A higher sense of individuality

In my home country of Japan, no original word for "individualism" exists. Our culture adopted Chinese characters to describe this concept, but it was and still is not well understood and practiced. In a small land with so many people, the Japanese have learned to sacrifice "self" to find virtues useful for being a helpful part of a community or society. Two sayings serve to contrast the difference between the Japanese view of self and the Western view. The Japanese say, "The nail that sticks out gets hammered down"; Americans state, "The squeaky wheel gets the grease." Japanese children are taught not to "stick out" but to blend in.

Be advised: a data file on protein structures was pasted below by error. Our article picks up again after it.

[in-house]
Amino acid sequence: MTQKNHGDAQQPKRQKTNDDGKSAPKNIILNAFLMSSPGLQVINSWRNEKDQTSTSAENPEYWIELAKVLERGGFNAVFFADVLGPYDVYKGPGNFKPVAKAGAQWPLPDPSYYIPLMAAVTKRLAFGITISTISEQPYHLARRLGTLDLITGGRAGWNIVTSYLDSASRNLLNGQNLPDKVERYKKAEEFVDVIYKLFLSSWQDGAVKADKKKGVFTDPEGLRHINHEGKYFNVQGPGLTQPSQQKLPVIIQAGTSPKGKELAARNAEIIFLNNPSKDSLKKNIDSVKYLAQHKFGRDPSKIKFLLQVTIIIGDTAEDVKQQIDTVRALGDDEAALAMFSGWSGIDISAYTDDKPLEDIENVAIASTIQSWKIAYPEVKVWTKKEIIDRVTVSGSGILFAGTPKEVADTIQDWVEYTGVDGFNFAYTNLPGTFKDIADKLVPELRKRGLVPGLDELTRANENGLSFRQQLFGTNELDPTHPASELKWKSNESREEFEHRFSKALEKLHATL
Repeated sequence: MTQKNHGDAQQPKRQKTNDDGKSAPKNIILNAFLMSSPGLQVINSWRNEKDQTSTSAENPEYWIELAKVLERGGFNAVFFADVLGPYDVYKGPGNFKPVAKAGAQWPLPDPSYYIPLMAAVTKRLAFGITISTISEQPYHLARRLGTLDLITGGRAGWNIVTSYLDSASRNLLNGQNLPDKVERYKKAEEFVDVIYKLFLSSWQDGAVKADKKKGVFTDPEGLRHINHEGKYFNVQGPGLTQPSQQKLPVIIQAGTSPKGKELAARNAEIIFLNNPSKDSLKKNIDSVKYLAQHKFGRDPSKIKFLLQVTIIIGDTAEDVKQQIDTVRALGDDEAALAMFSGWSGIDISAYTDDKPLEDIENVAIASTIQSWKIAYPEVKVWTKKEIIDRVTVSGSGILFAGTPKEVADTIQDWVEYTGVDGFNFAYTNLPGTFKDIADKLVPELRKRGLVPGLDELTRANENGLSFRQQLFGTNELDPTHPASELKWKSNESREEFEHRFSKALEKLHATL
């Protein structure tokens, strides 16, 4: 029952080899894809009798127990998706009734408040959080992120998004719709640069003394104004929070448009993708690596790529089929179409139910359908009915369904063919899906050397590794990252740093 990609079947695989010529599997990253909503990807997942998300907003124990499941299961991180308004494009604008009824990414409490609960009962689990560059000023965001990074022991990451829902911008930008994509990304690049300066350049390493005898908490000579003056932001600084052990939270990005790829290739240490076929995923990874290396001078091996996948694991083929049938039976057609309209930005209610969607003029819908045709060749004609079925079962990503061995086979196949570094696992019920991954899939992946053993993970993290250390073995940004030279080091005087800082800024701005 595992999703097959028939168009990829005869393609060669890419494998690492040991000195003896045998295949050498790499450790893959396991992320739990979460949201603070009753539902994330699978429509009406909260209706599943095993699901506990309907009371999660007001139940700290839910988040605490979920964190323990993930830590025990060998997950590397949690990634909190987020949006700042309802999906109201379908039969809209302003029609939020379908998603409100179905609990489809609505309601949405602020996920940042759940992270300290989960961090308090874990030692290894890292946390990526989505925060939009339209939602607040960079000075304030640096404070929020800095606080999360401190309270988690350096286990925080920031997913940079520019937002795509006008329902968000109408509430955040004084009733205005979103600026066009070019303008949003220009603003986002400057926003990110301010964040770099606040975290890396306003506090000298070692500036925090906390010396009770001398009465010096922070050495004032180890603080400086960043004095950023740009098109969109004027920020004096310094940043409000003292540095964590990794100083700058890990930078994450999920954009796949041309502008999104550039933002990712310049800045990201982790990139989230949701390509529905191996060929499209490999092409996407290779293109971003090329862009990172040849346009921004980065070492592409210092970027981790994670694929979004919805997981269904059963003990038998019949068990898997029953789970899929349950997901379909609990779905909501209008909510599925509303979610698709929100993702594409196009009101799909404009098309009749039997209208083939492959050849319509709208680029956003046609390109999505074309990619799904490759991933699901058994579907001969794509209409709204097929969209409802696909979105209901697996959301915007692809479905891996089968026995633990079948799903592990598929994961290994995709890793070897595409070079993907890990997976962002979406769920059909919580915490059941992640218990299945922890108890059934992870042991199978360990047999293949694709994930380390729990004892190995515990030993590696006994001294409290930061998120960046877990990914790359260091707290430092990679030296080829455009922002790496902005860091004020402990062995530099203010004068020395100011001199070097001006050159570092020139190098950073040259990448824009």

When I came to the United States, I learned the hard way that if you don't speak up for yourself, people tend to overlook you or to decide what you are thinking without even asking you! I realized for the first time the responsibility and difficulties associated with "individualism." I was constantly treated like a foreigner and did not have a strong sense of my individual identity. That is, until I read Science and Health. This book explains that man is "God's spiritual idea, individual, perfect, eternal" (p. 115). It also says, "The spiritual universe, including individual man, is a compound idea, reflecting the divine substance of Spirit" (p. 468).

May 19, 1997

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